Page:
The book is informed by a coherent view of the Christian college with opening chapters on the three domains of community, academics, and the co-curricular. A diachronic examination of the four college seasons of arrival, success, crisis, and departure complete the book. Each chapter has three parts: first, a Hollywood movie is referenced in order to offer a popular/secular reflection on the chapter’s topic; then reflection on the chapter’s topic; then current literature is combed for the results of rigorous studies of the topic; finally, the authors give parents action steps to consider.
The reader is introduced to a remarkable thesis: “that the common worship of the Triune God is the definitive practice of the Christian college” (23)! Such a definition or foundation for an American college is extraordinary. The notions of common purpose and worship at the center of college life is one that startles and will serve as a standard by which parents and students – not to mention Christian college leadership! – might measure the school of their choice. The notion of college as centered in common worship is introduced with the secular 2001 movie A Beautiful Mind, chosen for its opening scenes of competitiveness for grades. What characterizes the secular campus is competitiveness; what characterizes the Christian campus is its realization of community and its self-consciously chosen identity as the body of Christ. The following review of the literature focuses on the reality and importance of spirituality in college students, arguing that a Christian college offers the setting best suited to develop the student’s Christian identity. Parents are urged to evaluate their intended college to see how well it does in maintaining such a worship environment.
The second dimension is academics, where the secular ideal pursues unfettered development of the intellect and the pursuit of inquisitiveness free from any constraints. The 2003 Mona Lisa Smile shows a young Turk instructress breaking new ground to help her students seek beyond the traditional and the expected. Good, say the authors, but in the Christian college, such seeking will be contextualized by the larger commitment to the worship and praise of God. The literature shows that rigorous testing of commitments (faith) can lead to growth given the certainty that “ultimate, knowable reality exists” (68). In a refreshing exception to most survival guides – and (please note) even a step beyond Chediak’s positive profiling of professors – the authors insist that the classroom is where Christian identity can develop and are not shy about recognizing that the classroom can be where beliefs are pushed and tested (crisis) and where ideas can mature into Christian character and commitment. The authors argue that pursuing such a crisis/commitment dialectic within the larger institutional framework characterized by Christian worship and praise of God can increase the student’s ability to evaluate truth claims with real confidence and skill. (Most manuals simply assure the reader that the Christian faith – whatever its content – is true and leave it at that, hoping that there will be no need to return to considerations of truth or doubt later in the college experience!) Sensitive to families’ economic constraints, the authors ask parents to consider a Christian liberal arts college as the best venue for promoting such growth.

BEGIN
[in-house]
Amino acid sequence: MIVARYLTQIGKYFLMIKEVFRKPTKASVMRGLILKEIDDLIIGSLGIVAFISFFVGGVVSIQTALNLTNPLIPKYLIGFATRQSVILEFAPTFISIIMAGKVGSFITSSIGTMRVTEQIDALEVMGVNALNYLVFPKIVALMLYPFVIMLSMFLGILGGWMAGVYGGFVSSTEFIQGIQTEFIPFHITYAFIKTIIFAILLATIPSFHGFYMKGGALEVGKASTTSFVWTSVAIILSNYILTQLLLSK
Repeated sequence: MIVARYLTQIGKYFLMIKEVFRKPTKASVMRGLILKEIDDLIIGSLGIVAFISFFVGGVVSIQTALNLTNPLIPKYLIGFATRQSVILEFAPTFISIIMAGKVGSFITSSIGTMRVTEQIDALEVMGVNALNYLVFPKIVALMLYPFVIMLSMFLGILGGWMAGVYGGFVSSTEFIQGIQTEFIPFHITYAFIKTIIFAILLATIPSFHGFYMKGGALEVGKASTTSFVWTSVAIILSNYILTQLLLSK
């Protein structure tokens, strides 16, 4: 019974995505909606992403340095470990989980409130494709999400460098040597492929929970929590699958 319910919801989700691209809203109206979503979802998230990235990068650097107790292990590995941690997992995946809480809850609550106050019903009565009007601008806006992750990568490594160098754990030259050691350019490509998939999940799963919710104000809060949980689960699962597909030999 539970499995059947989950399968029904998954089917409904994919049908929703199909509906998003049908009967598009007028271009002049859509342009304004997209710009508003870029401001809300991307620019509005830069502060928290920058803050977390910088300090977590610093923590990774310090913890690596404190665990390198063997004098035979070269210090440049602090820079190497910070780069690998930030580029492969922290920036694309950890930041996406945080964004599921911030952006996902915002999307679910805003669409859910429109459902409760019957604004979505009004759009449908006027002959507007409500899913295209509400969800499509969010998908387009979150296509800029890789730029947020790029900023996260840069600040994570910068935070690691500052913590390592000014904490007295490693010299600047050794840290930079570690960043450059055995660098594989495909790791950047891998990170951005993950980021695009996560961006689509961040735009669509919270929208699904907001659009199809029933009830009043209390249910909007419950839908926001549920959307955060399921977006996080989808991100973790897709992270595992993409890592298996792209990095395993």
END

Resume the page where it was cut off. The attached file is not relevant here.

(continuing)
Finally there is the extracurricular domain which ought not to be seen so much as extra- but as connected to the curricular. The all-too-(in)famous 1978film Animal House presents a view of college where the tail (here, the frat house) wags the entire institution and college is for the excesses of youth. The literature reveals the dangers of alcohol and expands to cite hazards of America’s secular party school environment (81-82). Importantly (and coherently) the co-curricular net is cast wide and includes dorm life (roommates) and opportunities to grow in that environment and branches out to opportunities for service and leadership. Parents are encouraged to check schools under consideration for institutional policies and to check themselves in terms of their attitude toward supporting or freeing their student.
The last half of the book turns to the seasons of college, the first of which is arrival. While secular institutions tolerate new students, Christian schools attempt to understand the new student’s situation and extend hospitalityin addressing the full range of problems. Secular entry to college pictured in the 1984 Revenge of the Nerds exemplifies the secular campus’ tendency to “welcome” newcomers with a range of strategies from harassment to tolerance, none of which really welcomes. The new student’s biggest fear is living with a roommate; depression and other related issues of mental health are what most commonly affect the newcomer. The landscape has changed for parents. Information is both more available (Cleary Act) and less accessible (FERPA). Parent-student communication is easier (cell phones). Cars and credit cards support new possibilities. Parents are on notice to try to understand the new college setting and be knowledgeable about their child’s particular campus and its resources.
Once settled at school, what will the student consider success? The Christian college offers a Christian definition that is not secular (in contrast to the 1994 movie With Honors where success initially means competing and performing up to the secular institution’s highest academic standards—which may mean disregarding the needs of others if they constitute an obstruction along the way). For the Christian, success can ultimately be found only in the worship and praise of God expressed in serving the needs of others. In the Christian school, teachers are responsible to lead students in that direction. This may mean leading students into a state of disequilibrium where students begin to realize their insufficiencies to meet challenges. It is in this domain that the selection of a major occurs, framed within the college community, processed in view of supportive parents, and aimed at the goal of praising God.